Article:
Dr. Thomas Bartoschek

Dr. Thomas Bartoschek is a postdoctoral researcher at the Institute for Geoinformatics, University of Münster and Co-Founder and CEO of the edtech Start-up re:edu since 2018 and of the non-profit openSenseLab since 2021. Thomas holds a PhD in Geoinformatics he received from ifgi in 2017. His research interests are in geotechnologies for spatial learning, human computer interaction, citizen science and digital education in general. During his career he investigated and developed various technologies for citizen science and digital learning with senseBox being the most prominent. He has experience in leading various research projects on a national level and received several awards for his work, most relevant the ACM Eugene Lawler Award for Humanitarian Contributions within Computer Science and Informatics in 2013.

Mario Pesch

Mario Pesch is a research assistant and PhD candidate at the Institute for Geoinformatics, University of Münster. Mario holds a Master of Education for chemistry and geography but started to get into computer science education during his studies. Since 2014 he is part of the senseBox team and is developing the graphical learn- and programming environment. His main research interest is in teaching computational thinking with GI-Technologies.

Open data and models for mapping ecosystem services

Ecosystem services (ES) are the benefits provided to humans by the natural environment, such as clean air, natural pollination, drought regulation, food from agriculture, climate regulation, etc. Providing Information about ES for decision-making is essential to preserve their supply and, consequently, their benefits to society. Making these services visible through the mapping of biophysical, social and economic indicators enables understanding of potential trade-offs and the design of conservation strategies. The provision of ES is influenced by land cover changes (LCC) and efficient land use planning is required for maintaining ES flow. Land use planning can be supported by ES-based modelling tools to estimate ES supply based on land cover. In this workshop we explore available open data and models which can be used for ES modelling and mapping. A hands-on exercise using an InVEST model will be carried out.

This workshop will provide a perspective on existing open datasets and models to work with ES. It will also promote the importance of the ecosystem services concept for sustainability and human well-being through the results obtained for FCT ASEBIO project (PTDC/CTA-AMB/28438/2017, In the end of this workshop, participants will:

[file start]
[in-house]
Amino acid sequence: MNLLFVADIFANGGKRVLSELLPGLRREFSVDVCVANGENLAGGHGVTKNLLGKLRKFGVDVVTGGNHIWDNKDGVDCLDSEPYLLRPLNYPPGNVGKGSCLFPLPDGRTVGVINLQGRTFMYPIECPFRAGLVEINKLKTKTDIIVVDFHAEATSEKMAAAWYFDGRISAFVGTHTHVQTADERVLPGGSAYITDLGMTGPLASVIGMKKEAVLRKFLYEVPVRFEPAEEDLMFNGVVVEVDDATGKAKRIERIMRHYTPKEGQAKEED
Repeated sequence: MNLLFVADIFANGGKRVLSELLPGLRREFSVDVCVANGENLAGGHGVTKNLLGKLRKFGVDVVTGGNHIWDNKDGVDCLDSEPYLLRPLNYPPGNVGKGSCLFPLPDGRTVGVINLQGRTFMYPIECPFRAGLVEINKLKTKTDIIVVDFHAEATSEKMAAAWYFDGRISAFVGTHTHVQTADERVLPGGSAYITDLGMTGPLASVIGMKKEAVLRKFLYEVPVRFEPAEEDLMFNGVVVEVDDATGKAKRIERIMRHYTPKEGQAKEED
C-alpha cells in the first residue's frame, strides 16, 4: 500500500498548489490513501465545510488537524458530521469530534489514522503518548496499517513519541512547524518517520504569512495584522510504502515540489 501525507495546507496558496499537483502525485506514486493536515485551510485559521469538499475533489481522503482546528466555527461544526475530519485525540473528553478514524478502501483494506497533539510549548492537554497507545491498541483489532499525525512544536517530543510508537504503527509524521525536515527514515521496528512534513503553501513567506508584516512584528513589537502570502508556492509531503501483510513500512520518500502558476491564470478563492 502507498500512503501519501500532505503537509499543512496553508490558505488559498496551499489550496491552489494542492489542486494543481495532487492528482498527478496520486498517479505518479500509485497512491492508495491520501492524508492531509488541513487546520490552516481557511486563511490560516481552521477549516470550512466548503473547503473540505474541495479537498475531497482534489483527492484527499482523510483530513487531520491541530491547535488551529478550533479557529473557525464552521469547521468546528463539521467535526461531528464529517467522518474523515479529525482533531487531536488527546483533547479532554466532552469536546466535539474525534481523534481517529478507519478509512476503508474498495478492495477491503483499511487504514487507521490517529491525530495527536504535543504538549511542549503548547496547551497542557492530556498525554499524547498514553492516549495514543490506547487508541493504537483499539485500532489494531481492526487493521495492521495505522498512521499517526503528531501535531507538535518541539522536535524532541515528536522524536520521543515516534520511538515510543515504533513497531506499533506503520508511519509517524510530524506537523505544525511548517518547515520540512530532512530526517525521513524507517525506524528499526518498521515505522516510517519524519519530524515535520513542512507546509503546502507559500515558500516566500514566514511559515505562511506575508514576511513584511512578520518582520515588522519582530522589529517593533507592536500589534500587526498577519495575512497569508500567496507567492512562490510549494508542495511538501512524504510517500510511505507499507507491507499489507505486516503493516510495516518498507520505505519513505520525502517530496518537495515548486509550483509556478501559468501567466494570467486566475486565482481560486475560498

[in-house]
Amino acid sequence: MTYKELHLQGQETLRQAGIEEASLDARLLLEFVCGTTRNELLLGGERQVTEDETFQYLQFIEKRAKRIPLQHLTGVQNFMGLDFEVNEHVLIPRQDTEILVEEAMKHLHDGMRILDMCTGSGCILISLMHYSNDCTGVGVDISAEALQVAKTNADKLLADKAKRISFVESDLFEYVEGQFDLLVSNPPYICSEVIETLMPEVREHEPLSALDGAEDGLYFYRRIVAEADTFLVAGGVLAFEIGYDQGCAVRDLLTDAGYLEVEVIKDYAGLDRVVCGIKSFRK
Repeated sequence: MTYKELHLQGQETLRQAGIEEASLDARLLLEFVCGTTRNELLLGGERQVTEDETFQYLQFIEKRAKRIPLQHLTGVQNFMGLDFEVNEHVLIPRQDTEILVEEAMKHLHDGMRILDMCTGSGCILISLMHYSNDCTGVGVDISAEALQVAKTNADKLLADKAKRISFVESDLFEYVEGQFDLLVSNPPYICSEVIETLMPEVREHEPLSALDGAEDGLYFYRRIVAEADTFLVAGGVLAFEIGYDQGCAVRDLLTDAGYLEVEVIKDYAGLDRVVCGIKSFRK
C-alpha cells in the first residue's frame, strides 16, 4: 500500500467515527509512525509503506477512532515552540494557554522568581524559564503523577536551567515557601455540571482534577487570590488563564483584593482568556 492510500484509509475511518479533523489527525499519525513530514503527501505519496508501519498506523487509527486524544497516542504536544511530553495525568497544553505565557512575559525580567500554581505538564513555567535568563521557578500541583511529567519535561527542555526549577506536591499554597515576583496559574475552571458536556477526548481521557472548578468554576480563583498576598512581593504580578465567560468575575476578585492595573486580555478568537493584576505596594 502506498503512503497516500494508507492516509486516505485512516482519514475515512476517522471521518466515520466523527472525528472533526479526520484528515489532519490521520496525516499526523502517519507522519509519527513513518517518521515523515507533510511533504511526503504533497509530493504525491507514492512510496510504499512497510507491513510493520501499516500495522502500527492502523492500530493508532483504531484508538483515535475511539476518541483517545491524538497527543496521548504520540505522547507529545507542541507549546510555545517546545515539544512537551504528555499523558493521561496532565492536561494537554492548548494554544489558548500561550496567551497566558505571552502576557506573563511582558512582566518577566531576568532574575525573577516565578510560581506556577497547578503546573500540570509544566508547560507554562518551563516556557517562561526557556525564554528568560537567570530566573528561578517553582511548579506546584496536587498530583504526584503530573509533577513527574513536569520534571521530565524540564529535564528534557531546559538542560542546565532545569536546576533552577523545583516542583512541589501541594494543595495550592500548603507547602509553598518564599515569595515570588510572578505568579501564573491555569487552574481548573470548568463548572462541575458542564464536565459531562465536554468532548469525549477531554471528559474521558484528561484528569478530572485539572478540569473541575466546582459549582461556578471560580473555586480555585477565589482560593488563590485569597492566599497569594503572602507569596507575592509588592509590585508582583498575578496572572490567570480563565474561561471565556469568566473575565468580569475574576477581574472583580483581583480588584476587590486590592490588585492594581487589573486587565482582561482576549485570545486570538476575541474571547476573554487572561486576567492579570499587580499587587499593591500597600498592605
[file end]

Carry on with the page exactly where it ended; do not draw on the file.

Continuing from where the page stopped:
Dr. Pedro Cabral

Dr. Pedro Cabral is Associate Professor with Habilitation at NOVA IMS. He got a PhD Applied Mathematics to Social Sciences at the École des Hautes Études en Sciences Sociales (EHESS), Paris, France. He was a post-doc Researcher at UMR AMURE (Ifremer-UBO, Brest) where he worked in marine and terrestrial ecosystem services. His research interests are Ecosystem Services and Geographical Information Systems. He has published in academic journals, such as Ecosystem Services, Marine Policy, Land Use Policy, Journal of Urban Planning and Development (ASCE), Computers, Environment and Urban Systems, Environmental Development, Natural Hazards, Int. Journal of Disaster Risk Reduction, Canadian Journal of Remote Sensing, among others. He is associate editor of the Journal of Urban Planning and Development (ASCE) since 2011. Recently, Pedro is leading projects related to Ecosystem Services (ASEBIO - funded by FCT) and open educational contents related to applied geomatics to social and environmental issues (GEONATURA - Funded by Erasmus+).

Dr. Felipe Campos

Dr. Felipe Campos is a Postdoctoral Researcher at the NOVA Information Management School (NOVA IMS). He got a PhD in Biodiversity at the University of Barcelona, awarded with International Mention, Cum Laude and the UB Extraordinary Doctoral Prize 2017/2018. In 2017, he was awarded by the Spanish Association of Terrestrial Ecology (AEET) National Prize for ecology research projects led by young researchers. His main lines of research are Ecology, Evolution and Conservation, focused on Biodiversity and Ecosystem Services. He also contributes as a reviewer for several top-ranking journals, such as Biodiversity and Conservation, Journal of Environmental Management, Journal of Cleaner Production, Science of the Total Environment, Journal of Biogeography, among others. Currently, he is working on the FCT project ASEBIO – Assessment of Ecosystem Services and Biodiversity in Portugal.

João David

João David is a researcher in the ASEBIO project - Assessment of Ecosystem Services, Biodiversity, and Well-Being in Portugal. At NOVA IMS he teaches Geospatial Analytics, Geospatial Intelligence, GIS Applications and GIS Modelling courses. His research interests are Earth Observations, Ecosystem Services and Geographical Information Systems and Science. His favourite topics are sustainable development, open data; data visualization; imagery interpretation and classification; Land Cover Land use; spatial modelling and spatial regression.